Colombians voted yesterday in a deeply divisive presidential ballot that has stirred concern the winner could upset a fragile peace accord with Marxist FARC rebels and risk former fighters returning to combat as they fear for their future.
In the first election since the controversial peace deal was signed in 2016 with the Revolutionary Armed Forces of Colombia (Farc), voters were deciding on a replacement for President Juan Manuel Santos, who won the Nobel Peace Prize for ending the five-decade-old conflict.
Leading candidate, right-wing Ivan Duque, has pledged to alter the terms of the peace deal and to jail former rebels for war crimes.
Leftist Gustavo Petro, polling second and 10 points behind Duque, has also provoked alarm with pledges to overhaul Colombia’s orthodox economic policy and redistribute wealth from the rich to the poor.
Trailing them in the often-unreliable polls are mathematician and centrist Sergio Fajardo and former vice president German Vargas, who has Santos’ support.
If no candidate gets more than 50%, the top two will go to a runoff on June 17.
Campaigning in the traditionally conservative nation has been marked by acrimonious accusations that rival candidates will collapse the economy with socialist policies, force the nation back to the battlefield or bust the budget by overspending.
The election coincides with a migration crisis from neighbouring socialist-run Venezuela.
Colombia is appealing for international support to cope with hundreds of thousands of Venezuelans streaming across the border to flee shortages of food and rising crime as their nation’s economy implodes.
“We are witnessing the most important elections in Colombia for many years,” said Alejandro Echeverri, a 20-year-old law student.
“For the first time in history, there are candidates offering alternatives and that has generated a very tense environment, one polarised by two candidates.”
Business-friendly Duque, handpicked by hard-liner former President Alvaro Uribe who is seen as the power behind his campaign, has promised to cut corporate taxes and support oil and mining projects, as well as impose tougher punishments for former Farc fighters.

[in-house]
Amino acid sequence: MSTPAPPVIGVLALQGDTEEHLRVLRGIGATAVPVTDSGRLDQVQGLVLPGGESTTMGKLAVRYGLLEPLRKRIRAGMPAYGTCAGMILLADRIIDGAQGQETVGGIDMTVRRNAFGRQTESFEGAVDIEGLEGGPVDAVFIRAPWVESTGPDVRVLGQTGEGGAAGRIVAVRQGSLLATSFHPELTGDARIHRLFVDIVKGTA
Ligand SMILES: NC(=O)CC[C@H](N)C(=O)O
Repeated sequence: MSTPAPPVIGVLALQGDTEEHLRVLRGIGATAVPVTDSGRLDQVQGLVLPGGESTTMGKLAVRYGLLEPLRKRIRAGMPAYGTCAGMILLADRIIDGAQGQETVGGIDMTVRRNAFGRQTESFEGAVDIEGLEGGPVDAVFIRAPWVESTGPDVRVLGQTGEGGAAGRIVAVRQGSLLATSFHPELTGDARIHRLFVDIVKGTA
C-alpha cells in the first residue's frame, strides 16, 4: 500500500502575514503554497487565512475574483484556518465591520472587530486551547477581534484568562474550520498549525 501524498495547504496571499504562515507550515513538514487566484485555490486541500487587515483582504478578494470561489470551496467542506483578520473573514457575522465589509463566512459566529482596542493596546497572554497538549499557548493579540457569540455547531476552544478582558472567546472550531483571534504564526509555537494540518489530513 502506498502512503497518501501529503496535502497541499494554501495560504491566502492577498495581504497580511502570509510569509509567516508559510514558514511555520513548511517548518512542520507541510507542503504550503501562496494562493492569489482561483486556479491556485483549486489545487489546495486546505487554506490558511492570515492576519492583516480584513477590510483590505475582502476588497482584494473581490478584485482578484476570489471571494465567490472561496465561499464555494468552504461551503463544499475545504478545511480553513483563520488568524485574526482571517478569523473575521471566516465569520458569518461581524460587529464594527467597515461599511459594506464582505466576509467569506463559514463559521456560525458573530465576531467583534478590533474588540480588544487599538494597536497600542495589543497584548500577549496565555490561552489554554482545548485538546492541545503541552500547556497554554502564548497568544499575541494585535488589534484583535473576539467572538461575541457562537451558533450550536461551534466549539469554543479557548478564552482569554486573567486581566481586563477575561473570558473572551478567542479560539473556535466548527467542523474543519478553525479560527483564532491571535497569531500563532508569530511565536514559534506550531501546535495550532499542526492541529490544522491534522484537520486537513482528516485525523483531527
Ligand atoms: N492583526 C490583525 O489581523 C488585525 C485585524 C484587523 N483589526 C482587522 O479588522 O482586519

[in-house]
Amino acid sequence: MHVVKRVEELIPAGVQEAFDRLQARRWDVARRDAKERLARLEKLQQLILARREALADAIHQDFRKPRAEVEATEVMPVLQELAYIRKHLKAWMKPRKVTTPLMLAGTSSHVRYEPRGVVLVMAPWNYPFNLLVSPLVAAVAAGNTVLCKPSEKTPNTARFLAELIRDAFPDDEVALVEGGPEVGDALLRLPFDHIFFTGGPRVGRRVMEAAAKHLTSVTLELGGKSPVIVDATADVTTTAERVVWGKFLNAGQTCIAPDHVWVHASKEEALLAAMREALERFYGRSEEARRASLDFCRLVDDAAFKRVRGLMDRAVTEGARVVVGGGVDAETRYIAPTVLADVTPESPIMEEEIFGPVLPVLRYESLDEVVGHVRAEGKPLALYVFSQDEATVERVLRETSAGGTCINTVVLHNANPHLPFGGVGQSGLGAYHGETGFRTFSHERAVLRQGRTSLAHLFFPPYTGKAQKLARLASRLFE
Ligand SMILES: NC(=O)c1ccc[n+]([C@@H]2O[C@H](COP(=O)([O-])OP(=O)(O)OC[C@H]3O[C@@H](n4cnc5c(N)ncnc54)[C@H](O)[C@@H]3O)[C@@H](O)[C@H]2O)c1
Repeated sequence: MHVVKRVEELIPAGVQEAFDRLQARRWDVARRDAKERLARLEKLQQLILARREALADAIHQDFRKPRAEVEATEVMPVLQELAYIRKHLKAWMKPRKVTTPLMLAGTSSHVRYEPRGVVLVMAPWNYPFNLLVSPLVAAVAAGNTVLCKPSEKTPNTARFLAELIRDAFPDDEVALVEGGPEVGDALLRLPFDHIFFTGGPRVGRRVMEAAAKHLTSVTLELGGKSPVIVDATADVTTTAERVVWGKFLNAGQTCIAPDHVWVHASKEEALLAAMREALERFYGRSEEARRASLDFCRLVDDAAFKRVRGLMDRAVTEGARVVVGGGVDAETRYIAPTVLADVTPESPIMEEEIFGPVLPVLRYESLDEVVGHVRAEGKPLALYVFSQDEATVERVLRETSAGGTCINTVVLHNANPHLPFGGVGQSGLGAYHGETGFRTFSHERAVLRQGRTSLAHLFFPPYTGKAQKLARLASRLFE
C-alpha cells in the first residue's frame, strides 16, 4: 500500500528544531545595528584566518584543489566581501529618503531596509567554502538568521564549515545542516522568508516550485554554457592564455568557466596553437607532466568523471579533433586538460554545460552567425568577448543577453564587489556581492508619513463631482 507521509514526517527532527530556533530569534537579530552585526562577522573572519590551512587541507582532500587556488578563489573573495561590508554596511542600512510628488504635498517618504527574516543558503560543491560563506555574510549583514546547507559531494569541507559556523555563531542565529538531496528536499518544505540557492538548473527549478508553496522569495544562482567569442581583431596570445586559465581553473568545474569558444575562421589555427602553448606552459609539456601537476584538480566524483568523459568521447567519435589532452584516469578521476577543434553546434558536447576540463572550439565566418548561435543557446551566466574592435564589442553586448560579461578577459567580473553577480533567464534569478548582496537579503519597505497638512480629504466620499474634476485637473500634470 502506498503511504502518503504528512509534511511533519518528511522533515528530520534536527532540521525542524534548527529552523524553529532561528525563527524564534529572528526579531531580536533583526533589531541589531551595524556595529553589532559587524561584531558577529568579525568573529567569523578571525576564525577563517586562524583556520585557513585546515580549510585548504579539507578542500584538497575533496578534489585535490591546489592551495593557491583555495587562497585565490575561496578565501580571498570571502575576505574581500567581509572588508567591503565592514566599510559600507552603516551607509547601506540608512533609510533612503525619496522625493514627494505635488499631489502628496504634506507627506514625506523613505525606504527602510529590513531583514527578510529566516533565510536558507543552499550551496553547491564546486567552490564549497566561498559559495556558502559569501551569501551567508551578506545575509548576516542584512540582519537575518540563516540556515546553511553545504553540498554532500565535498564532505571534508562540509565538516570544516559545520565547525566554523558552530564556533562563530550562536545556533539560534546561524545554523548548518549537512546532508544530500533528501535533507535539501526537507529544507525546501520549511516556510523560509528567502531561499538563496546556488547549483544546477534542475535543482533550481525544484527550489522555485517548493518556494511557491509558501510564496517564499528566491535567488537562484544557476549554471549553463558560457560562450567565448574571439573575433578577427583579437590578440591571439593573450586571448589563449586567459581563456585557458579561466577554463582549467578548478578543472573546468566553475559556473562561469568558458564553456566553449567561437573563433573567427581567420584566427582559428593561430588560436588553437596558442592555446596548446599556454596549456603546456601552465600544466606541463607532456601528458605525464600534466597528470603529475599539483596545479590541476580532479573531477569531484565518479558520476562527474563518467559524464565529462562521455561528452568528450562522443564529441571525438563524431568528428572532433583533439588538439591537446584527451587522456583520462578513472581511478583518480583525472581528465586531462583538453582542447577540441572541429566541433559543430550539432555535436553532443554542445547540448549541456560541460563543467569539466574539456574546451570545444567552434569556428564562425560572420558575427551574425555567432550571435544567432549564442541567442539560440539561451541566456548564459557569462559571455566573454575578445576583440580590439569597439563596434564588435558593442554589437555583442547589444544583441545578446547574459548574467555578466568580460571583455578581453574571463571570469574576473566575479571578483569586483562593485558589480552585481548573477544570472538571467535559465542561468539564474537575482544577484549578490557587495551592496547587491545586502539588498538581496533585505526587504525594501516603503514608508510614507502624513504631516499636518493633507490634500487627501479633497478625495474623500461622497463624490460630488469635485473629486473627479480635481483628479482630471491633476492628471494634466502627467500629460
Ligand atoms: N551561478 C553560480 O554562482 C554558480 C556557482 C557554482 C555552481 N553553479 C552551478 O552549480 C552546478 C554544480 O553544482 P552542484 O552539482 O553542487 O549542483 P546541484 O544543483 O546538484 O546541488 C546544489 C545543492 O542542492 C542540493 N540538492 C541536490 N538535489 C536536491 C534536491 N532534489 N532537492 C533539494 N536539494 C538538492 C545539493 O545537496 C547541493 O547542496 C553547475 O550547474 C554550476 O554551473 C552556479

Under the terms of the deal, thousands of rebels demobilised and the group is now a political party.
But the accord drew ire from many who believe Farc commanders should be in prison and not in Congress.
Some areas abandoned by the Farc have suffered an increase in fighting between criminal gangs and remaining guerrilla group the National Liberation Army (ELN) over valuable illegal mining and drug trafficking territories.
Colombia’s production of coca — the raw material for cocaine — has risen sharply, stirring concern in Washington.
The ELN called a ceasefire during the election and Santos has deployed 155,000 members of the armed forces to ensure orderly voting.
“Whoever wins will win with transparency,” said Santos after voting in congress.
“Without doubt they will say these elections were the most safe, the most secure, with most guarantees.”
Petro, a combative populist who was once a member of the now defunct M19 rebel group, supports the peace deal.
But some of his economic policies spook investors and have prompted rivals to compare him to former Venezuelan president Hugo Chavez.
“I’m so fed up that what happened in Venezuela could happen here,” said Leonardo Coronado, a 41-year-old engineer, as he voted for Duque in the capital. “We don’t want our country destroyed like our neighbour’s has been.”
He has promised to take power away from political and social elites he says have stymied progress and to carry out a complete economic overhaul.
His pledges to end extractive industries and shift the focus of state-run oil company Ecopetrol to renewable energy have dismayed business leaders.
Oil and coal are Colombia’s top exports.
Petro voters are excited by the possibility the right-wing status quo could be overhauled and a leftist president installed for the first time in history.
“He’s the most important option for the middle-class and the poor people who have been excluded,” said Jose Ramon Llamos, a 75-year-old university lecturer after voting in downtown Bogota.
Polls suggest the end of the Farc conflict has shifted voters’ priorities to inequality and corruption from security issues — opening the door to the left for the first time.
“These elections may realign the political axis to a more ideological right versus left,” said Francisco Miranda, a political consultant.
“It would be the first time in the history of Colombia that an openly leftist leader, a socialist, may get through to the second round.”
Alleging that voting software had been tampered with to benefit Vargas, Petro called on his followers to observe vote counting and may call for protests if he does not reach the run-off.
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